You bet it was!

So here we have a conspiracy initiated by Strom and his paramour that was extended to include his family, her family, many of his daughter’s university classmates,3 his office staff,4 and major newspapers5 along with the leadership of the two parties, and all well-connected South Carolina politicos.6

I think we’re going to have to accept more responsibility for the world around us, folks. And that means, among other things, that the job of spotting frauds and conspiracies cannot be left solely to the lunatic, the holy man and the intelligence services.

There is a type of conspiracy that really might better be called a “metaconspiracy,” because it inheres in the very definition of ‘conspiracy,’ and that is—the conspiracy of silence. And sometimes it's so all-encompassing that it doesn't even matter if someone blabs.


1 Webster's Encyclopedic Dictionary of the English Language, 1989. I know I could have gotten a definition from the Internet, but I like my definitions to remain stable. [back]

2 As was related in the Washington Post
In 1972, the senator exploded in anger when an Edgefield newspaper editor and longtime enemy, W.W. Mims, printed a front-page headline that Thurmond had sired "colored offspring." The headline offered no supporting evidence, and Thurmond called it "too scandalous" to warrant comment.

3 The Black Commentator carries a recollection of Strom while he was Governor of South Carolina—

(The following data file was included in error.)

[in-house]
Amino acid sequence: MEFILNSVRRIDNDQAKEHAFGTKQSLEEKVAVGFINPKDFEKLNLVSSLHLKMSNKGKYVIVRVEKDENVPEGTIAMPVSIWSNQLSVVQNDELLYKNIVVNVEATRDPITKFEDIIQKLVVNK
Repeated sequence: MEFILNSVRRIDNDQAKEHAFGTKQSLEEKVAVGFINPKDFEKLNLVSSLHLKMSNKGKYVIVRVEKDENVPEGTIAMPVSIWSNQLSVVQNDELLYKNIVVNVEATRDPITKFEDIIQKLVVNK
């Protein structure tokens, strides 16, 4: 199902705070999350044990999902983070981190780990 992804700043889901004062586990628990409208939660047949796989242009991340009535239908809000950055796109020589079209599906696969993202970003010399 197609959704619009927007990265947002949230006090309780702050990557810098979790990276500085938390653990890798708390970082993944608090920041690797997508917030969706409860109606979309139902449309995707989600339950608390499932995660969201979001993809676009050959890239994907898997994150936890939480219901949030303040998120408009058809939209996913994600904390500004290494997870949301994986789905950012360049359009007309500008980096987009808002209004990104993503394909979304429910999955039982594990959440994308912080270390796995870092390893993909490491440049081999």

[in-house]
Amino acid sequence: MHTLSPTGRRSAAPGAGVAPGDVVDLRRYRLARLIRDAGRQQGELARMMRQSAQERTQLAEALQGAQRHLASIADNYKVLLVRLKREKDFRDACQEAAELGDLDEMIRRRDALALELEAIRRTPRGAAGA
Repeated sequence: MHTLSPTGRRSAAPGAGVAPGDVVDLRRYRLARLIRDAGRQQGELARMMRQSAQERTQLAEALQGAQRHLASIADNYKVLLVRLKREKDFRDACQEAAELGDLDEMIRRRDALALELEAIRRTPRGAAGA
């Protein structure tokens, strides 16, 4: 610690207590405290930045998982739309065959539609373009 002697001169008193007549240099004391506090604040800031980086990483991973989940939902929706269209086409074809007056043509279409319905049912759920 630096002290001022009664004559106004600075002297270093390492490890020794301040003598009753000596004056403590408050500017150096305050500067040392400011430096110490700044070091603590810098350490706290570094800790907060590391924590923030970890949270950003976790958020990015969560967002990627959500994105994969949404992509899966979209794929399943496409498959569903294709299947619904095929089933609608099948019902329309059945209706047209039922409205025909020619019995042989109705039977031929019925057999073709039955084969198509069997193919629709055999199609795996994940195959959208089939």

... Leo Kerford, a professor at the law school at the time, recalls seeing Thurmond and Washington together on campus. "He would come and visit and sit out on the center court with her," Kerford said. "He wasn't trying to hide it.

It was so well-known," he said, "I believe it was a fact. The talk was that he would visit her and hand her money. Her girlfriends in the dormitory would wait for her to come back with money from Daddy."


By the early 1990s, Thurmond's staff conceded to a Penthouse magazine writer that the senator had frequent visits in Washington from his friend "Essie Williams." (Washington Post)

5 WaPo relates, in its own demurrer.

Williams's account resurrects one of the oldest stories in 20th-century southern political folklore.... Noted political writer Robert Sherrill described an alleged daughter without providing a name in a 1968 book. The Post identified Williams by her maiden name in 1992, in a lengthy account of Williams's relationship with Thurmond. The article reported that "both Thurmond and the supposed daughter have denied that he is her father, and no one has provided evidence that he is."

6 According to Ms. Washington's attorney's press statement,

... Essie Mae Washington would visit her father and renowned segregationist Strom Thurmond in the private quarters of his senate office in Washington D.C. She would always be given money for support and then chauffeur driven to the train station for her trip back home. All of the Washington and South Carolina staffers knew who she was to the Governor and later Senator Thurmond.
If the staffers knew, so did the rest of Congress. [back]